Appeals Court Considers Self-Defense Claim In Jordan Davis's Death
TALLAHASSEE — Weighing a racially tinged case that drew national attention, an appeals court heard arguments Tuesday about whether Michael Dunn was acting in self-defense when he fatally shot teenager Jordan Davis in 2012 in the parking lot of a Jacksonville convenience store.
Dunn's attorney, Terry Roberts, has raised a series of issues in trying to overturn Dunn's first-degree murder conviction. But most of Roberts' arguments before a three-judge panel of the 1st District Court of Appeal focused on whether Dunn acted justifiably in self-defense — an argument that Roberts contends should lead to an acquittal.
But Assistant Attorney General Matthew Pavese asked the appeals court to uphold Dunn's conviction, in part pointing to Dunn's testimony that he thought Davis had a shotgun and was trying to get out of a vehicle during a dispute about loud music. Pavese said there were no firearms in the Dodge Durango.
The judges asked a series of questions of the attorneys, including questions about Dunn's belief that Davis had a shotgun and how that should factor into the self-defense claim.
At one point, Judge Thomas Winokur said Dunn didn't have to prove Davis had a shotgun.
"The law is what Mr. Dunn reasonably believed," Winokur said.
But at another point, Judge Ross Bilbrey cited a number of witnesses who said Dunn's belief about a shotgun was not "reasonable."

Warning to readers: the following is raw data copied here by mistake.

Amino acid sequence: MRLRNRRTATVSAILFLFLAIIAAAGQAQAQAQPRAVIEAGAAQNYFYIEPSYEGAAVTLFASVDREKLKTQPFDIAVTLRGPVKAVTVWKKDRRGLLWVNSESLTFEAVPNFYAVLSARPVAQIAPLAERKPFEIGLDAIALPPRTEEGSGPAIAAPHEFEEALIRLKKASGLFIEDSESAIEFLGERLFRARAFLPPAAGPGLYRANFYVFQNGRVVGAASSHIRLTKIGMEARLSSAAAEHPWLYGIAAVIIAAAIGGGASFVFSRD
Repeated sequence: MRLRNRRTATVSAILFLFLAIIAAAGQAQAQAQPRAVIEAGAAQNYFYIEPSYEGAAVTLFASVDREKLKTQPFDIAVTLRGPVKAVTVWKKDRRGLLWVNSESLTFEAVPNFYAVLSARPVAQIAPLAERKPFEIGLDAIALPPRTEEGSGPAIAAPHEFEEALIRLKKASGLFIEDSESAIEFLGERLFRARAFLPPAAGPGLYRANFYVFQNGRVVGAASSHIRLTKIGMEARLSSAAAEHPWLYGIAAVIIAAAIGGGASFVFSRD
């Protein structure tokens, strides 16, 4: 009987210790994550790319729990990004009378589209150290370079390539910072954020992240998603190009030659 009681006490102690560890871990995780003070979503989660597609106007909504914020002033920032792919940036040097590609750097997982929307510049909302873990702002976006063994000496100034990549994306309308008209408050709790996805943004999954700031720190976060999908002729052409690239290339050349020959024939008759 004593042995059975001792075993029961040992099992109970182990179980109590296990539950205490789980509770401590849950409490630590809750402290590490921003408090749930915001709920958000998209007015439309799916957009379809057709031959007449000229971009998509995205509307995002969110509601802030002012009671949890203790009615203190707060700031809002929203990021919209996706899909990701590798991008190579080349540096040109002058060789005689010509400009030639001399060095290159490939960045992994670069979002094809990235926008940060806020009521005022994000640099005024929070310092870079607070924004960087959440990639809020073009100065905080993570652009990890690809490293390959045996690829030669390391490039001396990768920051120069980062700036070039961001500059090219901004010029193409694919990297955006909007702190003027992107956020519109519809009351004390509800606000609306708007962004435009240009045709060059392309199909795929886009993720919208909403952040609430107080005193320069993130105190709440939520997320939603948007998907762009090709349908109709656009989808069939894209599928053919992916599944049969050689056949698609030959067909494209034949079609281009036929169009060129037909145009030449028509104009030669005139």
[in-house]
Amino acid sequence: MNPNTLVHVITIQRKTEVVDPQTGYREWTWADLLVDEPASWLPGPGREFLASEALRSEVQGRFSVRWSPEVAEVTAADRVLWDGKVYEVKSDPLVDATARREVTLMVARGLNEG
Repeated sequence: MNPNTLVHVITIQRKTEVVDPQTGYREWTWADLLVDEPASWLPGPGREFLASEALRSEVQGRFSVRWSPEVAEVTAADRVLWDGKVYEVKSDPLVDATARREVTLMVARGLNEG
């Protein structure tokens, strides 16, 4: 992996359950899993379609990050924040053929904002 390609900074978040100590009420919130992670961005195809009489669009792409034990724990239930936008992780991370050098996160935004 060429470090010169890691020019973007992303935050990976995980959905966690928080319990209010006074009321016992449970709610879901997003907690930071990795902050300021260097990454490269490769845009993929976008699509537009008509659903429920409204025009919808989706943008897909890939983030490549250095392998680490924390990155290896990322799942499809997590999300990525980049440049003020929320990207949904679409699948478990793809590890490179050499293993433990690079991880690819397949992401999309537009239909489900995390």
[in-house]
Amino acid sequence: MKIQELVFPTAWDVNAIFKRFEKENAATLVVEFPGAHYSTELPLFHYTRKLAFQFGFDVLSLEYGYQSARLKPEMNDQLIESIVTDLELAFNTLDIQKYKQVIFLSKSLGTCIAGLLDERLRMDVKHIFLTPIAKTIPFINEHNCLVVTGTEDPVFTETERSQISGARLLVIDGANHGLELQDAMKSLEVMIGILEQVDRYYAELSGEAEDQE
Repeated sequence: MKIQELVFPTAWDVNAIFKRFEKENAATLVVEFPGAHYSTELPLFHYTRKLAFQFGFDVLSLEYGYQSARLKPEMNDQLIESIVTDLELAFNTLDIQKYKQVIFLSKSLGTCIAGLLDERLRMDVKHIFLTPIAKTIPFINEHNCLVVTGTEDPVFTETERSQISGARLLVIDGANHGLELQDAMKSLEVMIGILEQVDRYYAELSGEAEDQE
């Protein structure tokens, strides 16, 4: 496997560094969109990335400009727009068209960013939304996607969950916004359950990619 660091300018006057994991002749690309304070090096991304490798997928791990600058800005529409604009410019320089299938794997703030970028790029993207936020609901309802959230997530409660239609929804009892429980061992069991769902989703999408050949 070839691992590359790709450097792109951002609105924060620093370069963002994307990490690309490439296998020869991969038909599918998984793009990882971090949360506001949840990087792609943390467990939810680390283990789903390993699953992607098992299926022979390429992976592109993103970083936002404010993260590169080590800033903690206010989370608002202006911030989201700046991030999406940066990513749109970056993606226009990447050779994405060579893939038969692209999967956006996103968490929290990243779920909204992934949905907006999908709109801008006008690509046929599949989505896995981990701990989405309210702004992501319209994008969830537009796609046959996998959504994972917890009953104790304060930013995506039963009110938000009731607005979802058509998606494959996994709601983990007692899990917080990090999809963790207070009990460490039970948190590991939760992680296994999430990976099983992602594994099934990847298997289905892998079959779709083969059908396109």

The panel did not indicate Tuesday how it would rule, as appeals courts often take weeks or months to decide cases.
The Dunn case drew national media attention and came amid increased scrutiny of the deaths of young black men. As an example, the death of the 17-year-old Davis came about nine months after teen Trayvon Martin was fatally shot by George Zimmerman in Sanford. Dunn is white, and Davis was black.
After two trials, Dunn was convicted on the murder charge and sentenced to life in prison.
The shooting incident came after Davis and three friends stopped at a Gate convenience store and Dunn pulled in to an adjacent parking space. The teens were listening to loud music, and Dunn asked them to turn it down. Ultimately, Dunn and Davis exchanged words, and Dunn fired repeatedly into the Dodge Durango that carried the teens.
During the arguments Tuesday, Roberts said Dunn at first asked politely for the music to be turned down but that Davis "went into a rage."
But along with probing the issue about whether Dunn believed Davis had a shotgun, the judges also tried to sort out claims related to what Davis and Dunn said during the dispute.
Dunn contended that Davis threatened him, but others in the vehicle testified they did not hear threats, Pavese said.